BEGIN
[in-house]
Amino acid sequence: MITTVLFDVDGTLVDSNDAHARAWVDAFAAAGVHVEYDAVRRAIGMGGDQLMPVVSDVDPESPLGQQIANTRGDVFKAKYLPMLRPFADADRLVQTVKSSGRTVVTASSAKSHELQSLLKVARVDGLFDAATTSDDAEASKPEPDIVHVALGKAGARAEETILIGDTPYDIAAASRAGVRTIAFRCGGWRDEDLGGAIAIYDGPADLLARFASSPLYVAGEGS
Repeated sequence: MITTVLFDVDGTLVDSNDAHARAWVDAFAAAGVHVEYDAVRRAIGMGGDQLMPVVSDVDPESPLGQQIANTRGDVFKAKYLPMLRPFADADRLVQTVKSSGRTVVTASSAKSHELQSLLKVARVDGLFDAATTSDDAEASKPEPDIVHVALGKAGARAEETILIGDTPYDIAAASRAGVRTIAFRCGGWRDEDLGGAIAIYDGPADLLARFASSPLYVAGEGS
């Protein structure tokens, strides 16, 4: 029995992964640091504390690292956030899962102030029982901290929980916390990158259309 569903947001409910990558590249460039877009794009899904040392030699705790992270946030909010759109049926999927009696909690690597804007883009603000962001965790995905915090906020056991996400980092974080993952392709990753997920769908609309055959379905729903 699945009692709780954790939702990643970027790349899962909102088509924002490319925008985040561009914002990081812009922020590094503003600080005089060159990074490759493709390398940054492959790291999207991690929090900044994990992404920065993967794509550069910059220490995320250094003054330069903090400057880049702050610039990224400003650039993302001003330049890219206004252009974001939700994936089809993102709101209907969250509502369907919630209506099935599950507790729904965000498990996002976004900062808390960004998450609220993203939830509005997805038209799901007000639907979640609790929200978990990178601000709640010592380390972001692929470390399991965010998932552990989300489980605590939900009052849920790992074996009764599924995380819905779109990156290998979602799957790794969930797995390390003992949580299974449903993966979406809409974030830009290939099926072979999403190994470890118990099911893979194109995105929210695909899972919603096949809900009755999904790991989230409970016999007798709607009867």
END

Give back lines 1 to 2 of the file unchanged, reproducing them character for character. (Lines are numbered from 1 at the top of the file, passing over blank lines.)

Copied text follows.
[in-house]
Amino acid sequence: MITTVLFDVDGTLVDSNDAHARAWVDAFAAAGVHVEYDAVRRAIGMGGDQLMPVVSDVDPESPLGQQIANTRGDVFKAKYLPMLRPFADADRLVQTVKSSGRTVVTASSAKSHELQSLLKVARVDGLFDAATTSDDAEASKPEPDIVHVALGKAGARAEETILIGDTPYDIAAASRAGVRTIAFRCGGWRDEDLGGAIAIYDGPADLLARFASSPLYVAGEGS